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SONART Report Summary

Project ID: 627351
Funded under: FP7-PEOPLE
Country: Spain

Final Report Summary - SONART (Sounds of Rock Art. Archaeoacoustics and post-palaeolithic Schematic art in the Western Mediterranean)

The project SONART focused on the relevance of acoustics as a factor for the production, location and active use of prehistoric rock art. The aim of the project was to develop a comparative study of acoustics of Schematic rock art landscapes and sites, mostly rock shelters, in six sample areas of the Western Mediterranean (Spain, France and Italy) in order to explore the sensorial experiences sought by prehistoric rock art creators during the Neolithic and Early Bronze age. The project developed a new technique to measure the sonority of sites by means of high portable and low-cost devices that meets standard requirements of acoustic measurements. Through this technique it has been possible to assess whether the acoustic of places – and particularly echoes and reverberation - was relevant in the selection process of rock art sites to be decorated. The project also explored what type of sound source produces better acoustic effects in rock art landscape and whether specific rock art motifs are associated with acoustic affects. Results of each studied areas have been compared in order to infer commonalities in the cultural conventions of rock art creators regarding sensorial experiences.

The final results of SONART project push further archaeoacoustics in the field of rock art beyond the boundaries reached by the discipline so far by linking together the components of archaeoacoustics (acoustic, soundscape, musicology, and archaeology) that have so far remained scattered and marginally represented within a unique field of study in academia.
In particular the main results of the SONART project consist in:
• development of a new portable, low-cost and powerful equipment based on Ambisonic recording technique for 3D Impulse Response analysis by which it is possible to quickly acquire in remote areas several acoustic parameters such as direction of arrival and audibility of sound reflections, reverberation, resonance, apparent sound source width, acoustic envelopment, transmission loss and attenuation;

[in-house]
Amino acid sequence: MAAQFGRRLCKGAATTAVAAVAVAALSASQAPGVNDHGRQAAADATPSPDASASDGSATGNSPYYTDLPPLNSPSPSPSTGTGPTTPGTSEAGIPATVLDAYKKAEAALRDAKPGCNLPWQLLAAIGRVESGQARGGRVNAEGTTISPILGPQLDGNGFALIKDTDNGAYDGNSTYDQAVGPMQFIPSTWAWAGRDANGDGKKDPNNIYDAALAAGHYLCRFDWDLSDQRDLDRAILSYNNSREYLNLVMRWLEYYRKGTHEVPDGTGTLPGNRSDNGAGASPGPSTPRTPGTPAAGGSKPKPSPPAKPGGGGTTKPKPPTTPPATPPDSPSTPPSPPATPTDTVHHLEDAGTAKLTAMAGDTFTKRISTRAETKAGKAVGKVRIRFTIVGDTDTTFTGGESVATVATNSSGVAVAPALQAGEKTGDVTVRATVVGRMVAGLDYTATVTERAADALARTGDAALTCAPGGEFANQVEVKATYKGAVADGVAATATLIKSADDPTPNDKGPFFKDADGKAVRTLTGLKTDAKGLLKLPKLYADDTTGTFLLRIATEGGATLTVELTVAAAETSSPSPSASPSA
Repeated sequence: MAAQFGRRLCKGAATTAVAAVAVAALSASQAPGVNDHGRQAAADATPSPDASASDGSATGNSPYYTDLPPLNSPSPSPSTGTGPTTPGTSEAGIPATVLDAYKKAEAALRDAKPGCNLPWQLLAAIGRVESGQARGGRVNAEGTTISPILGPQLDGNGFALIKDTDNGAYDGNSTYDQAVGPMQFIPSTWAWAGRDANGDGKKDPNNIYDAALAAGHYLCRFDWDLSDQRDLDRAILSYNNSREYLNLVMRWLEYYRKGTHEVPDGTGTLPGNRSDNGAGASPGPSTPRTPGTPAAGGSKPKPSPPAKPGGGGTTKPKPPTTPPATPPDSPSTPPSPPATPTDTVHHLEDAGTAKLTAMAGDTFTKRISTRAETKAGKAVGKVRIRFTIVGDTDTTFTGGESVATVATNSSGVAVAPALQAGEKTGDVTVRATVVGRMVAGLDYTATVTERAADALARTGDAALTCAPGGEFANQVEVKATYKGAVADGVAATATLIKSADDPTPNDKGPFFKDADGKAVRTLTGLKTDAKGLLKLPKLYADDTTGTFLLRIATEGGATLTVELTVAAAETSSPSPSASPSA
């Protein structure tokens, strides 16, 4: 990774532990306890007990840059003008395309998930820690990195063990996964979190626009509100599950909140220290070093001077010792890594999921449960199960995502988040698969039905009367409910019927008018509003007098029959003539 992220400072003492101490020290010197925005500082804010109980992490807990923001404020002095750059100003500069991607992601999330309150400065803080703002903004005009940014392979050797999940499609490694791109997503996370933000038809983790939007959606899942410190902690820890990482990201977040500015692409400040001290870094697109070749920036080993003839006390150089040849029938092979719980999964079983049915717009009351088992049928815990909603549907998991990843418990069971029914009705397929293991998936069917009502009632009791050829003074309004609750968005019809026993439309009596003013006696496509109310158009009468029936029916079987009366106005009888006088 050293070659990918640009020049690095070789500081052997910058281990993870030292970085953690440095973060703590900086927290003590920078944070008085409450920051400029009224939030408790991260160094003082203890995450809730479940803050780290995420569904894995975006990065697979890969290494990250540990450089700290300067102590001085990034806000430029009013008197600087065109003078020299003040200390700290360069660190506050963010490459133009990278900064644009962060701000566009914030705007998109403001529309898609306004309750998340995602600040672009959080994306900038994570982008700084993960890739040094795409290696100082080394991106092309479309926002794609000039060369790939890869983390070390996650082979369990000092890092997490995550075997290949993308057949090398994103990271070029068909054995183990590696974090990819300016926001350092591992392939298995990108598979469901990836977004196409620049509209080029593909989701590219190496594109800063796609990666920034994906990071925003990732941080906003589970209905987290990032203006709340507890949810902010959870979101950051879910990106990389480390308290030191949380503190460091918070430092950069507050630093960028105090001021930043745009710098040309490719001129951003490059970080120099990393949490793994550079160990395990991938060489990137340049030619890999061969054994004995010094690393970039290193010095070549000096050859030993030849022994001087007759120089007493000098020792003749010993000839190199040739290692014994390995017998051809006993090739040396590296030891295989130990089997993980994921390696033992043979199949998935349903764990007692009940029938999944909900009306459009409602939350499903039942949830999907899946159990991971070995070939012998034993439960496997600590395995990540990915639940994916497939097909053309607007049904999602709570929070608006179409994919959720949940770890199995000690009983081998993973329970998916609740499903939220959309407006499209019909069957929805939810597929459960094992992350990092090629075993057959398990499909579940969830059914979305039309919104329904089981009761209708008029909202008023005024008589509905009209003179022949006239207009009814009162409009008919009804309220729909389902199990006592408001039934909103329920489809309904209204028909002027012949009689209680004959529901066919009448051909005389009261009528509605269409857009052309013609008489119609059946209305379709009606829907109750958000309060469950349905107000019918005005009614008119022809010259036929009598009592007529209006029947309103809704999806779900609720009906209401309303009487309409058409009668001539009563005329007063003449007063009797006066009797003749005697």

• development a new technique to digitally plot sound reflections over 360° panoramic pictures and video; this technique allows to visualize the direction of arrival, intensity and energy of sound reflections in a way similar to acoustic cameras;
• development a convolution process to digitally simulate any kind of sound sources (including dry sounds of prehistoric instruments) in a virtual space with the same spatial and temporal characteristics of real spaces acquired by Impulse Response measurements; this technique provides the basis for further developments aimed at presenting to a general public a virtual audio/video environment of rock art sites and landscapes;
• identification of a relationship between sound-reflecting surfaces in rock shelters in open-air environments, mostly canyons and river valley, and the location of rock art in the three studied areas; this relationship allows us to assess the role of echolocation (the human ability to identify the location from which sound reflections originate) in rock art contexts;
• identification of a relationship between augmented audibility of distant sounds and the location of rock art in the three studied areas; this relationship allows us to get a deeper understanding of the placement of rock art for possibly the purpose of controlling the landscape;
• identification of patterns of distribution of different rock art iconographies and chronologies according to the ability of places to enhance the propagation of sounds at great distance; this analysis allows us to outline future directions in the analysis of rock art audience and in the field of signalling and communication in prehistory;
• identification of commonalities in the cultural conventions regarding sensorial experiences sought by Schematic rock art creators in Western Mediterranean;

The results of the SONART project have been disseminated to both academia community - throughout conferences, papers in scientific journals, workshop and seminars which have steer the scientific debates - and to general public. The latter dissemination activity consisted in educational games and laboratories for primary schools (France and Italy) and talks to members of the main touristic offices of the studied area about possible avenues for touristic exploitation of findings. Moreover, the website of the project is actively working and it is accessible at

The knowledge generated by the SONART project gives policy makers and civil society an empirically based understanding on intangible features of prehistoric landscape usually not immediately perceived as heritage resources. It represents a point towards a new way to map and manage prehistoric rock art according to a new perspective related to sensorial experiences sought by prehistoric communities. The methods so far developed by the project could have also promising further developments and technological transfer to industry in the field of virtual audio/video simulations and immersive experiences of archaeological contexts.

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